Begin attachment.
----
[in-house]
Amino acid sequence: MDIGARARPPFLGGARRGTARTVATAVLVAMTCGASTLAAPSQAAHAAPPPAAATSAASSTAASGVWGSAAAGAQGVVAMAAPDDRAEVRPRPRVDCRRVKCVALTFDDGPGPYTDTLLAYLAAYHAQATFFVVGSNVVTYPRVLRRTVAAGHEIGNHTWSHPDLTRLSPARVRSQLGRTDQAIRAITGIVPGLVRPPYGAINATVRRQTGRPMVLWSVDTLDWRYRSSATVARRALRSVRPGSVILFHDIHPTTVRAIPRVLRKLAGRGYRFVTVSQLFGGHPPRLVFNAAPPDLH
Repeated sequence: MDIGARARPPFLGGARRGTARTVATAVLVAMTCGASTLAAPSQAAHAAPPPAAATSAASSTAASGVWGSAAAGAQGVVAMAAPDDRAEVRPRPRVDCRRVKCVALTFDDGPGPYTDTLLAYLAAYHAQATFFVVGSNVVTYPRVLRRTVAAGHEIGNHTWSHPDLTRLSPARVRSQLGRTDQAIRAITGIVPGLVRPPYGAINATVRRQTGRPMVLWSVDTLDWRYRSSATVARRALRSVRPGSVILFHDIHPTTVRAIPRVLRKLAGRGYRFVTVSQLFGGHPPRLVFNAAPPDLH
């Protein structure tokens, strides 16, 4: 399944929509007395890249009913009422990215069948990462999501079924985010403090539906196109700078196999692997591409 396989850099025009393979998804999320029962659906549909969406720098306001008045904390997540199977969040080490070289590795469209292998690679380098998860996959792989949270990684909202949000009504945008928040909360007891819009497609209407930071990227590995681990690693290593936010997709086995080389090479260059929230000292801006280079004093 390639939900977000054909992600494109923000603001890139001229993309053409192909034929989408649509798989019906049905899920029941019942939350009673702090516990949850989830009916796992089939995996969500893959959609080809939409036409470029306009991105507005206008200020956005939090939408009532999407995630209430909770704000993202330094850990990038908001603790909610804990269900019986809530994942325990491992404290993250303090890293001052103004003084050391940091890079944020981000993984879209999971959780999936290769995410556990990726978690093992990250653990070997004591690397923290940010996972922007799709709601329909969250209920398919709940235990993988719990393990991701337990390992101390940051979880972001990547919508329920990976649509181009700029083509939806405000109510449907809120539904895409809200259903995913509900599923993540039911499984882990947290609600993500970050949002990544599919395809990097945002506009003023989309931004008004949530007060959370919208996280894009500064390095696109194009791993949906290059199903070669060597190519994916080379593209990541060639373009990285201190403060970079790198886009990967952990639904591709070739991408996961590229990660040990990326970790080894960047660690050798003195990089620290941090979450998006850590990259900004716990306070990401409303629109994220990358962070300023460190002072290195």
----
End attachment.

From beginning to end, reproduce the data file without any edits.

[in-house]
Amino acid sequence: MDIGARARPPFLGGARRGTARTVATAVLVAMTCGASTLAAPSQAAHAAPPPAAATSAASSTAASGVWGSAAAGAQGVVAMAAPDDRAEVRPRPRVDCRRVKCVALTFDDGPGPYTDTLLAYLAAYHAQATFFVVGSNVVTYPRVLRRTVAAGHEIGNHTWSHPDLTRLSPARVRSQLGRTDQAIRAITGIVPGLVRPPYGAINATVRRQTGRPMVLWSVDTLDWRYRSSATVARRALRSVRPGSVILFHDIHPTTVRAIPRVLRKLAGRGYRFVTVSQLFGGHPPRLVFNAAPPDLH
Repeated sequence: MDIGARARPPFLGGARRGTARTVATAVLVAMTCGASTLAAPSQAAHAAPPPAAATSAASSTAASGVWGSAAAGAQGVVAMAAPDDRAEVRPRPRVDCRRVKCVALTFDDGPGPYTDTLLAYLAAYHAQATFFVVGSNVVTYPRVLRRTVAAGHEIGNHTWSHPDLTRLSPARVRSQLGRTDQAIRAITGIVPGLVRPPYGAINATVRRQTGRPMVLWSVDTLDWRYRSSATVARRALRSVRPGSVILFHDIHPTTVRAIPRVLRKLAGRGYRFVTVSQLFGGHPPRLVFNAAPPDLH
């Protein structure tokens, strides 16, 4: 399944929509007395890249009913009422990215069948990462999501079924985010403090539906196109700078196999692997591409 396989850099025009393979998804999320029962659906549909969406720098306001008045904390997540199977969040080490070289590795469209292998690679380098998860996959792989949270990684909202949000009504945008928040909360007891819009497609209407930071990227590995681990690693290593936010997709086995080389090479260059929230000292801006280079004093 390639939900977000054909992600494109923000603001890139001229993309053409192909034929989408649509798989019906049905899920029941019942939350009673702090516990949850989830009916796992089939995996969500893959959609080809939409036409470029306009991105507005206008200020956005939090939408009532999407995630209430909770704000993202330094850990990038908001603790909610804990269900019986809530994942325990491992404290993250303090890293001052103004003084050391940091890079944020981000993984879209999971959780999936290769995410556990990726978690093992990250653990070997004591690397923290940010996972922007799709709601329909969250209920398919709940235990993988719990393990991701337990390992101390940051979880972001990547919508329920990976649509181009700029083509939806405000109510449907809120539904895409809200259903995913509900599923993540039911499984882990947290609600993500970050949002990544599919395809990097945002506009003023989309931004008004949530007060959370919208996280894009500064390095696109194009791993949906290059199903070669060597190519994916080379593209990541060639373009990285201190403060970079790198886009990967952990639904591709070739991408996961590229990660040990990326970790080894960047660690050798003195990089620290941090979450998006850590990259900004716990306070990401409303629109994220990358962070300023460190002072290195």